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Market Commentary

By Scott Krakar

April 21 2016


Throughout the winter, grain and oilseed futures had a bias to trade sideways to lower.  In this regard, the grain markets were not alone, as most major commodity prices traded to low levels.  This general commodity weakness was driven by not only growing inventories of goods, but also a strong US dollar.  The US economy appeared to be on track for recovery and the speculation was that the US Federal Reserve would raise interest rates throughout the year.  Because these anticipated rate hikes did not occur the US dollar began to slide.  Due to the weakness of the US dollar commodity prices began to rise.  The currencies of resource economies that were severely downtrodden began to recover.  As of this writing, the Brazilian stock market index has risen 40% and the Argentinean stock market is up about 50%.  Their currencies, similarly with the Canadian dollar are also higher.

Throughout the winter, with low grain prices, futures markets showed very little volatility.  It is not unusual to see volatility increase into the planting season.  During this time the market closely observes planting progress and weather forecasts.  If weather is threatening to timely planting or crop establishment, the market rallies as it builds a risk premium.  To date, planting progress has gone very well in much of the US.  With world grain inventories record large and the US ending stocks projected to increase, one would expect the market to continue its drift lower.  It has done the opposite.  Recently the market has moved quickly and abruptly to the upside.   Many market participants have watched the recent market strength and questioned why it has occurred so hastily.  Sure there are some weather challenges in South America with Brazil being dry and Argentina being wet but unless these conditions continue to worsen there shouldn’t be any material damage to world inventories.  Therefore the consensus among many analysts is that the market is currently being influenced by large fund flows.  Speculators that have been aggressive sellers have become buyers.   In light of the large world inventories of grain, this rally appears to be an opportunity to price grain at levels that are not only profitable but also unexpected.  I grew up in a family with four boys and learned from a young age that when the plate of cookies was passed around it was best not to delay in grabbing one.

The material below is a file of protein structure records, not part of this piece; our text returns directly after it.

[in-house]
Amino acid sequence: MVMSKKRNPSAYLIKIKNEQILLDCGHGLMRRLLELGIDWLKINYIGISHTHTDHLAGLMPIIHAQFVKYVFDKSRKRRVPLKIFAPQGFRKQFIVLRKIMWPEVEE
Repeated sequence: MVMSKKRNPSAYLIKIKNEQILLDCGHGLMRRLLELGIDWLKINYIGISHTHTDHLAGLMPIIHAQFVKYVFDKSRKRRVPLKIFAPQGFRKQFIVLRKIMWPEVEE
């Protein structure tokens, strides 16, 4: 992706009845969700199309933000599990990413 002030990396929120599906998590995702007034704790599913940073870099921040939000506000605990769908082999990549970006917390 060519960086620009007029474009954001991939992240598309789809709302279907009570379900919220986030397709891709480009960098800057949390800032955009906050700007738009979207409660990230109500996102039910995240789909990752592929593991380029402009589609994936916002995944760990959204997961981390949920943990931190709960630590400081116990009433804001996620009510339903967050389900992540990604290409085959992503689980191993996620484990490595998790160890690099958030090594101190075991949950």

In its March 31st prospective plantings report the USDA estimated US corn planted acreage to be 93.6 million acres up 5.6 million acres from last year.  If this planted acreage is realized it would be the 3rd largest US planted acreage in history.  If we assume yields similar to last year the US ending stocks could swell to 2.63 billion bushels or the highest stocks to usage ratio since 2004.  Of course it is possible that the USDA planted acreage estimate is high.  Suppose instead we see 90 million acres with a 168 yield as was indicated previously at the USDA Outlook conference.  Under this scenario we see ending stocks still increasing to a burdensome 1.978 billion bushels.  The weather for planting has been good for US corn and therefore final planted acreage could come in at the high estimate.  If this were to be the case it would take considerable adverse weather to prevent ending stocks from growing into next year. 

As mentioned earlier, Brazil has been seeing adverse conditions in their Safrinha corn crop as conditions have turned hot and dry during its pollination phase.  There have been estimates that even perhaps 15% or 9 Million tonnes may be lost from previous estimates due to weather.  While this is substantial, to put it into context it represents only 1% of global production.


The USDA estimated soybean plantings to be 82.24 million acres this growing season.  While this is higher than last years plantings it was lower than the average trade estimate.  Prior to the March 31st report, soybeans had rallied to a 7 month high.  Since the report soys have rallied even more aggressively.  On March 1 speculative funds had a net short position of 135,000 contracts, they are now long the market.  There has been a spectacular build in open interest in soybeans.  Recently soybean open interest has increased to a record 896,845 contracts.  The previous record was in 2012 when 796,100 contracts were open and soybean prices were just shy of $18.  With open interest so high where do you find more participants to buy the market?

With the strong price action currently it is very possible that the March 31st planting estimate will be too low.  If we assume 1.5 million acres are added to the March estimate and yields are similar to last year, US ending stocks could increase to record high levels surpassing levels not seen since 2006.  The concern today, however, is not in the US production, but rather that of Argentina.  There have even been estimates that Argentina could lose up to 15% of its remaining beans yet to be harvested.  This would represent 7.5 million tonnes or 2.3% of world production.  Surely if these losses mount then US demand would increase.  US prices have responded and therefore expect US farmers to plant acreage sufficient to meet the prospective demand.